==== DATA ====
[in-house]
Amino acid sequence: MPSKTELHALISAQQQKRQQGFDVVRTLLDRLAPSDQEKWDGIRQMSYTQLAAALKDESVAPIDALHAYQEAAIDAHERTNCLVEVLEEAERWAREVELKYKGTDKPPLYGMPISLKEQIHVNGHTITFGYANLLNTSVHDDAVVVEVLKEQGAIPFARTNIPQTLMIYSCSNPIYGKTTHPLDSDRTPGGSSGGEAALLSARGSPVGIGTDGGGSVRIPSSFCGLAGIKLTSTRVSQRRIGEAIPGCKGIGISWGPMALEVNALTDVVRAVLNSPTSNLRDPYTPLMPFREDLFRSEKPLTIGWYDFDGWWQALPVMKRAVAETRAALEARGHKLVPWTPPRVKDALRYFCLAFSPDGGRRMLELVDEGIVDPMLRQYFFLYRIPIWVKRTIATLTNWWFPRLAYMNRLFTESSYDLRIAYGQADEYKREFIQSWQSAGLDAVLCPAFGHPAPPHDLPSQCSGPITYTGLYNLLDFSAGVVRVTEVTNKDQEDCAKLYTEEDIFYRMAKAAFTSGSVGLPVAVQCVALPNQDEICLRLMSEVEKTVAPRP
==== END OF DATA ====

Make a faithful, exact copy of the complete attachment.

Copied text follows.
[in-house]
Amino acid sequence: MPSKTELHALISAQQQKRQQGFDVVRTLLDRLAPSDQEKWDGIRQMSYTQLAAALKDESVAPIDALHAYQEAAIDAHERTNCLVEVLEEAERWAREVELKYKGTDKPPLYGMPISLKEQIHVNGHTITFGYANLLNTSVHDDAVVVEVLKEQGAIPFARTNIPQTLMIYSCSNPIYGKTTHPLDSDRTPGGSSGGEAALLSARGSPVGIGTDGGGSVRIPSSFCGLAGIKLTSTRVSQRRIGEAIPGCKGIGISWGPMALEVNALTDVVRAVLNSPTSNLRDPYTPLMPFREDLFRSEKPLTIGWYDFDGWWQALPVMKRAVAETRAALEARGHKLVPWTPPRVKDALRYFCLAFSPDGGRRMLELVDEGIVDPMLRQYFFLYRIPIWVKRTIATLTNWWFPRLAYMNRLFTESSYDLRIAYGQADEYKREFIQSWQSAGLDAVLCPAFGHPAPPHDLPSQCSGPITYTGLYNLLDFSAGVVRVTEVTNKDQEDCAKLYTEEDIFYRMAKAAFTSGSVGLPVAVQCVALPNQDEICLRLMSEVEKTVAPRP